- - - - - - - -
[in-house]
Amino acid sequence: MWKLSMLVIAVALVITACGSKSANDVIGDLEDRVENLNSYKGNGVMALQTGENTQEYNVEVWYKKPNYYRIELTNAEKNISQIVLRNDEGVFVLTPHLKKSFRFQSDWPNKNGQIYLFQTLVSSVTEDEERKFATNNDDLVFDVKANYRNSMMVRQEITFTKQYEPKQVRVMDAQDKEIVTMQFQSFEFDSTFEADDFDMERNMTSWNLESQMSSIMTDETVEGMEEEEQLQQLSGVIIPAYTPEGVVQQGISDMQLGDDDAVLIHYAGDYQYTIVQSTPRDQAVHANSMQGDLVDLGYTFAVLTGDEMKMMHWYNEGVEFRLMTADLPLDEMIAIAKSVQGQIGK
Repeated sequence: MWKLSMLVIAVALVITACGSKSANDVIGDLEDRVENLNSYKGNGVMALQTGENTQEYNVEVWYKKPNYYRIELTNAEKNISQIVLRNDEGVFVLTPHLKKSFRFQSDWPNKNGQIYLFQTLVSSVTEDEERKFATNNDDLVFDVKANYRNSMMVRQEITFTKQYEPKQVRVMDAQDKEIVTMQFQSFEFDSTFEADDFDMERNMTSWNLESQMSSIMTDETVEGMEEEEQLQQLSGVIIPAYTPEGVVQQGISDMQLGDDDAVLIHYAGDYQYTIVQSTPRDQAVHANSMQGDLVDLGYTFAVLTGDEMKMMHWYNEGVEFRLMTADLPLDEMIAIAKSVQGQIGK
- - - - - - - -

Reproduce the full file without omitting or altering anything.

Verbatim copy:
[in-house]
Amino acid sequence: MWKLSMLVIAVALVITACGSKSANDVIGDLEDRVENLNSYKGNGVMALQTGENTQEYNVEVWYKKPNYYRIELTNAEKNISQIVLRNDEGVFVLTPHLKKSFRFQSDWPNKNGQIYLFQTLVSSVTEDEERKFATNNDDLVFDVKANYRNSMMVRQEITFTKQYEPKQVRVMDAQDKEIVTMQFQSFEFDSTFEADDFDMERNMTSWNLESQMSSIMTDETVEGMEEEEQLQQLSGVIIPAYTPEGVVQQGISDMQLGDDDAVLIHYAGDYQYTIVQSTPRDQAVHANSMQGDLVDLGYTFAVLTGDEMKMMHWYNEGVEFRLMTADLPLDEMIAIAKSVQGQIGK
Repeated sequence: MWKLSMLVIAVALVITACGSKSANDVIGDLEDRVENLNSYKGNGVMALQTGENTQEYNVEVWYKKPNYYRIELTNAEKNISQIVLRNDEGVFVLTPHLKKSFRFQSDWPNKNGQIYLFQTLVSSVTEDEERKFATNNDDLVFDVKANYRNSMMVRQEITFTKQYEPKQVRVMDAQDKEIVTMQFQSFEFDSTFEADDFDMERNMTSWNLESQMSSIMTDETVEGMEEEEQLQQLSGVIIPAYTPEGVVQQGISDMQLGDDDAVLIHYAGDYQYTIVQSTPRDQAVHANSMQGDLVDLGYTFAVLTGDEMKMMHWYNEGVEFRLMTADLPLDEMIAIAKSVQGQIGK